From the trailer for Cowboy from Brooklyn (1938), one of Reagan's earliest films.In 1932, after graduating from Eureka, Reagan worked at radio stations WOC in Davenport, Iowa, and then WHO in Des Moines as an announcer for Chicago Cubs baseball games, getting only the bare outlines of the game from a ticker and relying on his imagination to flesh out the game. Once, during the ninth inning of a game, the wire went dead but Reagan smoothly improvised a fictional play-by-play (in which hitters on both teams fouled off numerous pitches) until the wire was restored. As a Headline radio announcer, Reagan took a screen test that led to a seven-year contract with the Warner Brothers studio. Reagan's clear voice, easy-going manner, and athletic physique made him popular with audiences; the majority of his screen roles were as the leading man, beginning with "B" films and carrying on through "A" films. His first screen credit was the starring role in the 1937 movie Love Is On the Air. By the end of 1939, he had appeared in 19 films. Before Santa Fe Trail in 1940, he played the role of George "The Gipper" Gipp in the film Knute Rockne, All American. From this role he acquired the nickname the Gipper, which he retained the rest of his life. Reagan considered his best acting work to have been in Kings Row (1942). He played the part of a young man whose legs were amputated. He used a line he spoke in this film, "Where's the rest of me?", as the title for his autobiography. Other notable Reagan films include International Squadron, Tennessee's Partner, Hellcats of the Navy, This Is the Army, The Hasty Heart, Hong Kong, The Winning Team, Bedtime for Bonzo, Cattle Queen of Montana, Storm Warning, The Killers (1964 remake), and Prisoner of War movie. His many leading ladies included Jane Wyman, Priscilla Lane, Ann Sheridan, Viveca Lindfors, Patricia Neal, Barbara Stanwyck, Rhonda Fleming, Ginger Rogers, Doris Day, Nancy Davis, and Angie Dickinson. He has a star on the Hollywood Walk of Fame.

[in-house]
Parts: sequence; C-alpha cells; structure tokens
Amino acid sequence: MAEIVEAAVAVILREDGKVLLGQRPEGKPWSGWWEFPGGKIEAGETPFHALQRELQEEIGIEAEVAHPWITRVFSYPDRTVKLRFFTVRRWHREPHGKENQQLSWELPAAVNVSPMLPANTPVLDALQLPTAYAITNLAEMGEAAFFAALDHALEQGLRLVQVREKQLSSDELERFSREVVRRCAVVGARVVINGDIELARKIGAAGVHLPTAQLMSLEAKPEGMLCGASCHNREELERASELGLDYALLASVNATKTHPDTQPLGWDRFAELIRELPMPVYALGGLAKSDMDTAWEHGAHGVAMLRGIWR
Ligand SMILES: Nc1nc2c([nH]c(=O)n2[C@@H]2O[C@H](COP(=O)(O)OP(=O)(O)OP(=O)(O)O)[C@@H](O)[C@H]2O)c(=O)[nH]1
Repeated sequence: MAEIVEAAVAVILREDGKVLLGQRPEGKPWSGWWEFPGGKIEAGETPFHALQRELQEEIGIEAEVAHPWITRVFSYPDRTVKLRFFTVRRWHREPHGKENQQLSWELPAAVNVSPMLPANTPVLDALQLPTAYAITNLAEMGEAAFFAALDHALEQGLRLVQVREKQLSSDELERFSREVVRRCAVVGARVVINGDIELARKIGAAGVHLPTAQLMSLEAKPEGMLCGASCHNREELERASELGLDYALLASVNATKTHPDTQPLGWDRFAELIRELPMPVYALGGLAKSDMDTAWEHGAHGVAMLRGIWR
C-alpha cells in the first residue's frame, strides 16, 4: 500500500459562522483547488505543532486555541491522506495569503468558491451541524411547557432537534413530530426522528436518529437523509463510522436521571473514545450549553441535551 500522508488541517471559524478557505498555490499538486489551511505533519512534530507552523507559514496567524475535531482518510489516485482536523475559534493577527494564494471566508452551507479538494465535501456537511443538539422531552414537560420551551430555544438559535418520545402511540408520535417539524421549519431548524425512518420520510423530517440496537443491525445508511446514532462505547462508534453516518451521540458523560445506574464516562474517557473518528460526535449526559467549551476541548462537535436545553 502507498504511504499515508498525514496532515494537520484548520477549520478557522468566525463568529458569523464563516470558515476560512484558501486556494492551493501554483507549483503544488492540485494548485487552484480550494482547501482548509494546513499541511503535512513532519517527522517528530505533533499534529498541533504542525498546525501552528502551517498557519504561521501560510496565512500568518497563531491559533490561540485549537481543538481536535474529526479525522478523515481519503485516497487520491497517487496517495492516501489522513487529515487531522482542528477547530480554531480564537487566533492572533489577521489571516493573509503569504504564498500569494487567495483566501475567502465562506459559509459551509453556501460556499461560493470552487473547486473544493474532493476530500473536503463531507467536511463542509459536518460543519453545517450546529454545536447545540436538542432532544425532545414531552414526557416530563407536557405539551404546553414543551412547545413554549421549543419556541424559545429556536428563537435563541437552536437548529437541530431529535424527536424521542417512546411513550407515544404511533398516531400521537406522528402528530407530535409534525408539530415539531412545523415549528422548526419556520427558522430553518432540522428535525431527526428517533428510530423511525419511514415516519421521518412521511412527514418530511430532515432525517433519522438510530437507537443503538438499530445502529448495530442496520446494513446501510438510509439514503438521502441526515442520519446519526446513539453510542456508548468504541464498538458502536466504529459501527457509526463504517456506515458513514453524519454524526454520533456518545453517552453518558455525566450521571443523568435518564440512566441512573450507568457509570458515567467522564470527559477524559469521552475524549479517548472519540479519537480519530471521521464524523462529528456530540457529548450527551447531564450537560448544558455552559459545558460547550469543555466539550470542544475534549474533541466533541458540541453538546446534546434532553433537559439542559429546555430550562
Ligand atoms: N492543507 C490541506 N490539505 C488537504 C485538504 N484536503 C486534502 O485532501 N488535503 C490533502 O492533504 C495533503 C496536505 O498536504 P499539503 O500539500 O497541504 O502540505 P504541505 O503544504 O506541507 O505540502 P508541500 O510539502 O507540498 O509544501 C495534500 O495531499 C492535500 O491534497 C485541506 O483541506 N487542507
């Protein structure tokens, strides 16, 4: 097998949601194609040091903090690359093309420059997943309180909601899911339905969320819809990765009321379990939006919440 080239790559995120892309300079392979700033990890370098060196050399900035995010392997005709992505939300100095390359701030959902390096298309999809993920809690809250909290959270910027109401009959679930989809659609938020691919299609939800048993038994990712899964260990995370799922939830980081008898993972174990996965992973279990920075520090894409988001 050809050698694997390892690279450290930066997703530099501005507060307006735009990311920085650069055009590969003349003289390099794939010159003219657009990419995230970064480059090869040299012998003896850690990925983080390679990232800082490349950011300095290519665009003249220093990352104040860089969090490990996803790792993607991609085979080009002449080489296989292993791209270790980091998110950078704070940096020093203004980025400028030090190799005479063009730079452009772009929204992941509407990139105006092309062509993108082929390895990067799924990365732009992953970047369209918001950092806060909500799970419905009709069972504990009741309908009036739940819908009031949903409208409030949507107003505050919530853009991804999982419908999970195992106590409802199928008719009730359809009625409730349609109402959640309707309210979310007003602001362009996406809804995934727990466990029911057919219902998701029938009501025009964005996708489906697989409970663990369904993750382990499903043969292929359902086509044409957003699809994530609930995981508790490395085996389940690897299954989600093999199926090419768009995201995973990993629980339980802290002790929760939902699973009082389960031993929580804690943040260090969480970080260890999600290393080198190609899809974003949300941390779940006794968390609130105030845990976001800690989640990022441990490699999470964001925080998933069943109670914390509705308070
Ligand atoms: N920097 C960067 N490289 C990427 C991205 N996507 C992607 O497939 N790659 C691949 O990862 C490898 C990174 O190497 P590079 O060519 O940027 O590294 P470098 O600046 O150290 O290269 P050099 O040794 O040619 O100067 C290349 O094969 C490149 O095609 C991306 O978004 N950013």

On May 25, 1937, Reagan was appointed a second lieutenant in the Officers' Reserve Corps of the Cavalry. He served with Troop B, 322nd Cavalry.[2] After the attack on Pearl Harbor, on April 18, 1942, Lieutenant Reagan was ordered to active duty, but because of his astigmatism was prevented from serving overseas.[3] He was first assigned to the San Francisco Port of Embarkation at Fort Mason, California, as a liaison officer for the Port and Transportation Office.[3] At the request of the Army Air Force, he applied for a transfer from the Cavalry to the Army Air Force.[3] In June 1942, was assigned to the First Motion Picture Unit, which made training and education films for the war effort.[3] Reagan recalled in his first autobiography Where's the Rest of Me that he witnessed inefficiencies in his Army department because bureaucrats wanted to protect their own jobs and budgets. That's when his enthusiasm for government efforts began to wane and his enthusiasm for free markets - and competition - began to rise, he recalled. Reagan remained in Hollywood for the duration of the war.